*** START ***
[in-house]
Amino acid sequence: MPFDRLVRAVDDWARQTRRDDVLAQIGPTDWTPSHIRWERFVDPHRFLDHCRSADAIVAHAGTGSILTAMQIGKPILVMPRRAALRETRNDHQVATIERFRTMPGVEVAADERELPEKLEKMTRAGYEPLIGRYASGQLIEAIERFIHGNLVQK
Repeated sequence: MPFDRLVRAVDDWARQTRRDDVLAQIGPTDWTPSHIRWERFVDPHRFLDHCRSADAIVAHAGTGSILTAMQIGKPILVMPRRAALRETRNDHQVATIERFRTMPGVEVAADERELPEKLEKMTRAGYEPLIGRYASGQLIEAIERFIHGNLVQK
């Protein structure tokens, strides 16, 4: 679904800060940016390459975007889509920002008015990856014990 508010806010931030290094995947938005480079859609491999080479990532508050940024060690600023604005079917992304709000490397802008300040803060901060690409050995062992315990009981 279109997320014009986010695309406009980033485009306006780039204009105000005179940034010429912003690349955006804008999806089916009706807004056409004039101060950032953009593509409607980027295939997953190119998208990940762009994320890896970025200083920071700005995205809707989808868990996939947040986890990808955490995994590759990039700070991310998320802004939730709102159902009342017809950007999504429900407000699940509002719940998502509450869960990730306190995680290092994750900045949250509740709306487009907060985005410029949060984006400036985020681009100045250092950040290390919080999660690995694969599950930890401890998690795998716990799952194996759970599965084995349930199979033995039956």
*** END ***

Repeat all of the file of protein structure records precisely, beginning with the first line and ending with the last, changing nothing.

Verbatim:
[in-house]
Amino acid sequence: MPFDRLVRAVDDWARQTRRDDVLAQIGPTDWTPSHIRWERFVDPHRFLDHCRSADAIVAHAGTGSILTAMQIGKPILVMPRRAALRETRNDHQVATIERFRTMPGVEVAADERELPEKLEKMTRAGYEPLIGRYASGQLIEAIERFIHGNLVQK
Repeated sequence: MPFDRLVRAVDDWARQTRRDDVLAQIGPTDWTPSHIRWERFVDPHRFLDHCRSADAIVAHAGTGSILTAMQIGKPILVMPRRAALRETRNDHQVATIERFRTMPGVEVAADERELPEKLEKMTRAGYEPLIGRYASGQLIEAIERFIHGNLVQK
């Protein structure tokens, strides 16, 4: 679904800060940016390459975007889509920002008015990856014990 508010806010931030290094995947938005480079859609491999080479990532508050940024060690600023604005079917992304709000490397802008300040803060901060690409050995062992315990009981 279109997320014009986010695309406009980033485009306006780039204009105000005179940034010429912003690349955006804008999806089916009706807004056409004039101060950032953009593509409607980027295939997953190119998208990940762009994320890896970025200083920071700005995205809707989808868990996939947040986890990808955490995994590759990039700070991310998320802004939730709102159902009342017809950007999504429900407000699940509002719940998502509450869960990730306190995680290092994750900045949250509740709306487009907060985005410029949060984006400036985020681009100045250092950040290390919080999660690995694969599950930890401890998690795998716990799952194996759970599965084995349930199979033995039956």